• Interest earned on cash or fixed interest securities is free of UK income tax.
  • Dividends are also free of UK income tax.
  • Capital gains are free of UK capital gains tax (CGT).
  • ISA income and gains do not have to be reported on your tax return.

Also, if you are eligible, the Lifetime ISA (which the Resolution Foundation wants to scrap) gives a 25% government top-up on contributions.  The overall total contribution limit for ISAs has been frozen since April 2017 at £20,000 (of which the Lifetime ISA ceiling is £4,000). However, the limit for Junior ISAs more than doubled to £9,000 in last year’s Budget.

Capital gains tax

In July 2020, Rishi Sunak asked the Office of Tax Simplification (OTS) to review Capital Gains Tax (CGT). The request came unexpectedly but arrived at a time when several think tanks and the opposition parties were talking about increasing the CGT tax take.

The OTS published the first of what will be two reports on CGT reform in November. Its suggestions included:

  • ‘More closely aligning Capital Gains Tax rates with Income Tax rates’, which could mean more than a doubling of the current tax rates in some instances.
  • Reducing the level of the annual exemption from the current £12,300 to an ‘administrative de minimis’ of between £2,000 and £4,000.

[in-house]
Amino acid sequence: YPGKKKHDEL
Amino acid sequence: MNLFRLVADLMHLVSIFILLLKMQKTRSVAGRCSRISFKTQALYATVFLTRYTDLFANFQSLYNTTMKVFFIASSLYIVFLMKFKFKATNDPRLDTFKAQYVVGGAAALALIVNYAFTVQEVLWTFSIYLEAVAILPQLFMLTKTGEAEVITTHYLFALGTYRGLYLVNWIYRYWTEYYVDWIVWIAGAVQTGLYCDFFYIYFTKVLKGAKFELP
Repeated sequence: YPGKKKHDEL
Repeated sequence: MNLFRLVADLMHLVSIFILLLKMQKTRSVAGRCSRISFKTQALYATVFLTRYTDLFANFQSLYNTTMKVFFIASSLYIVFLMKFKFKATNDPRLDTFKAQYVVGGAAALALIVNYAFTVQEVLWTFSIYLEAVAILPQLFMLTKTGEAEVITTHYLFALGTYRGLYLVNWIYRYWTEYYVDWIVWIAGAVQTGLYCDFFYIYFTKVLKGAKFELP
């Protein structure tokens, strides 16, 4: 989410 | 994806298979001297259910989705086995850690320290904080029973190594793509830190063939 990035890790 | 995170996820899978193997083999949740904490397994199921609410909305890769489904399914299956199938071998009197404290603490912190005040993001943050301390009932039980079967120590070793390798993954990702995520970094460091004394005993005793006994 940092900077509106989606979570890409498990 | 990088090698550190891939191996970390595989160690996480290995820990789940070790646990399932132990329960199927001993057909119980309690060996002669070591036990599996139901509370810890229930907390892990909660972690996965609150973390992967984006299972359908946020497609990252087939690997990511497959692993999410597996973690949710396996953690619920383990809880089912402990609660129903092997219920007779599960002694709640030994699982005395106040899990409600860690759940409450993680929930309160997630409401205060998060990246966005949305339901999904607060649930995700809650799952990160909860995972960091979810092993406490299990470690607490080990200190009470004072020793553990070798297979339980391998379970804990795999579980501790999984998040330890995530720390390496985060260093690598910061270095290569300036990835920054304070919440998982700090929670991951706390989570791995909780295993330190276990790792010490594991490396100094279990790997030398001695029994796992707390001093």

• Removing the rule which gives a capital gains tax uplift on death. As a result, if you inherited an asset its base value for CGT purposes would be that of the deceased, not the value at the date of death.

These measures, which could be introduced with immediate effect on 3 March, is a good reason to review the unrealised gains in your investments immediately. It is no longer possible to sell holdings one day and buy them back the next to crystallise capital gains. However, there are options which can achieve a similar effect, such as making the reinvestment via an ISA or a pension.

Inheritance tax

A report on CGT is not the only OTS document on capital taxes occupying the Chancellor’s in-tray. On taking over the job last February, he inherited a pair of reports on Inheritance Tax (IHT). These had been expected to feed through into last year’s Spring Budget. They may still do so in the forthcoming Budget, possibly alongside CGT reforms. The consequence could be a radical restructuring of capital taxation.